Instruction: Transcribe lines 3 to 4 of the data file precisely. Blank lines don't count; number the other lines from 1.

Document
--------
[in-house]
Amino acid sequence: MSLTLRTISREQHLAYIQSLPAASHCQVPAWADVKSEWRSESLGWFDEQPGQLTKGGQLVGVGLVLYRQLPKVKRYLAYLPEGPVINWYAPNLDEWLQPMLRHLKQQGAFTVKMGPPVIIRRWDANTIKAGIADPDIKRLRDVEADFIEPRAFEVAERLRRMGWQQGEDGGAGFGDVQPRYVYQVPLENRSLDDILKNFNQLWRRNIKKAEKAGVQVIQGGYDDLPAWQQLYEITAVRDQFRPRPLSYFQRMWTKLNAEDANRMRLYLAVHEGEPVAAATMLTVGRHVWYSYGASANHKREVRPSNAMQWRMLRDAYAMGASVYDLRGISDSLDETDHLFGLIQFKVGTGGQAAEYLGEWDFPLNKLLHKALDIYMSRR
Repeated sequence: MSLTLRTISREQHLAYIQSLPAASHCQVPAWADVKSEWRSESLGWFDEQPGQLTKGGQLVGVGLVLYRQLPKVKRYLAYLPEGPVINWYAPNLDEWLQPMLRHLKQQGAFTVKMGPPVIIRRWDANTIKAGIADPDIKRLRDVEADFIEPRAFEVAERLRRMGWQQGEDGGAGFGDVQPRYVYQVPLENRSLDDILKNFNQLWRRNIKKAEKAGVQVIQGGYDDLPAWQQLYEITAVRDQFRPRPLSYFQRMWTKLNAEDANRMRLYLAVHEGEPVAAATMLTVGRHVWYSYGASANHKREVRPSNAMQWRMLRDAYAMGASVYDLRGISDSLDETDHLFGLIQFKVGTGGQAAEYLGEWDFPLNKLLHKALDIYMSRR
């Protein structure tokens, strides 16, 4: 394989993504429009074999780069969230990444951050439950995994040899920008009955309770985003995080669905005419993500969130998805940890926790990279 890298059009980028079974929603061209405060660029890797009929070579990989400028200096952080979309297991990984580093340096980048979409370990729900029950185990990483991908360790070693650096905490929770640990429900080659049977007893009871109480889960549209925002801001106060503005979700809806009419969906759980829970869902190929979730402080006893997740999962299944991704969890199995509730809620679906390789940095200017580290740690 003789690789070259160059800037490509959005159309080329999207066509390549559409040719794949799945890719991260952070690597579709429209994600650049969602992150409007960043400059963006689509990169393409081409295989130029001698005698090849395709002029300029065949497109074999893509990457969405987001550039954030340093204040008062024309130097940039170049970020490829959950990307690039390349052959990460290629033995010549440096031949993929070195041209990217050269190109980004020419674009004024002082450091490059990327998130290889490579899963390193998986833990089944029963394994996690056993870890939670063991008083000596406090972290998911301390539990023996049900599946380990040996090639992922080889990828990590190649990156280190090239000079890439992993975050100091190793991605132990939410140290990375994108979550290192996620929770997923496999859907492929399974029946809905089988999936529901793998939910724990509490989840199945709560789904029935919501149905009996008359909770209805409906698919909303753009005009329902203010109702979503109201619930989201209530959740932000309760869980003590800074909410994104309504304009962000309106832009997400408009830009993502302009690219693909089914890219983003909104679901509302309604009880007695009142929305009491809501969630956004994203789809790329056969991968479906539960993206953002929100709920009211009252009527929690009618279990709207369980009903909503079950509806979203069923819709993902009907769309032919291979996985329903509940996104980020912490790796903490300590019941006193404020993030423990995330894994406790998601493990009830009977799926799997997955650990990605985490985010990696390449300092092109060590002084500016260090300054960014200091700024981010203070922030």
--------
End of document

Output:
Repeated sequence: MSLTLRTISREQHLAYIQSLPAASHCQVPAWADVKSEWRSESLGWFDEQPGQLTKGGQLVGVGLVLYRQLPKVKRYLAYLPEGPVINWYAPNLDEWLQPMLRHLKQQGAFTVKMGPPVIIRRWDANTIKAGIADPDIKRLRDVEADFIEPRAFEVAERLRRMGWQQGEDGGAGFGDVQPRYVYQVPLENRSLDDILKNFNQLWRRNIKKAEKAGVQVIQGGYDDLPAWQQLYEITAVRDQFRPRPLSYFQRMWTKLNAEDANRMRLYLAVHEGEPVAAATMLTVGRHVWYSYGASANHKREVRPSNAMQWRMLRDAYAMGASVYDLRGISDSLDETDHLFGLIQFKVGTGGQAAEYLGEWDFPLNKLLHKALDIYMSRR
């Protein structure tokens, strides 16, 4: 394989993504429009074999780069969230990444951050439950995994040899920008009955309770985003995080669905005419993500969130998805940890926790990279 890298059009980028079974929603061209405060660029890797009929070579990989400028200096952080979309297991990984580093340096980048979409370990729900029950185990990483991908360790070693650096905490929770640990429900080659049977007893009871109480889960549209925002801001106060503005979700809806009419969906759980829970869902190929979730402080006893997740999962299944991704969890199995509730809620679906390789940095200017580290740690 003789690789070259160059800037490509959005159309080329999207066509390549559409040719794949799945890719991260952070690597579709429209994600650049969602992150409007960043400059963006689509990169393409081409295989130029001698005698090849395709002029300029065949497109074999893509990457969405987001550039954030340093204040008062024309130097940039170049970020490829959950990307690039390349052959990460290629033995010549440096031949993929070195041209990217050269190109980004020419674009004024002082450091490059990327998130290889490579899963390193998986833990089944029963394994996690056993870890939670063991008083000596406090972290998911301390539990023996049900599946380990040996090639992922080889990828990590190649990156280190090239000079890439992993975050100091190793991605132990939410140290990375994108979550290192996620929770997923496999859907492929399974029946809905089988999936529901793998939910724990509490989840199945709560789904029935919501149905009996008359909770209805409906698919909303753009005009329902203010109702979503109201619930989201209530959740932000309760869980003590800074909410994104309504304009962000309106832009997400408009830009993502302009690219693909089914890219983003909104679901509302309604009880007695009142929305009491809501969630956004994203789809790329056969991968479906539960993206953002929100709920009211009252009527929690009618279990709207369980009903909503079950509806979203069923819709993902009907769309032919291979996985329903509940996104980020912490790796903490300590019941006193404020993030423990995330894994406790998601493990009830009977799926799997997955650990990605985490985010990696390449300092092109060590002084500016260090300054960014200091700024981010203070922030």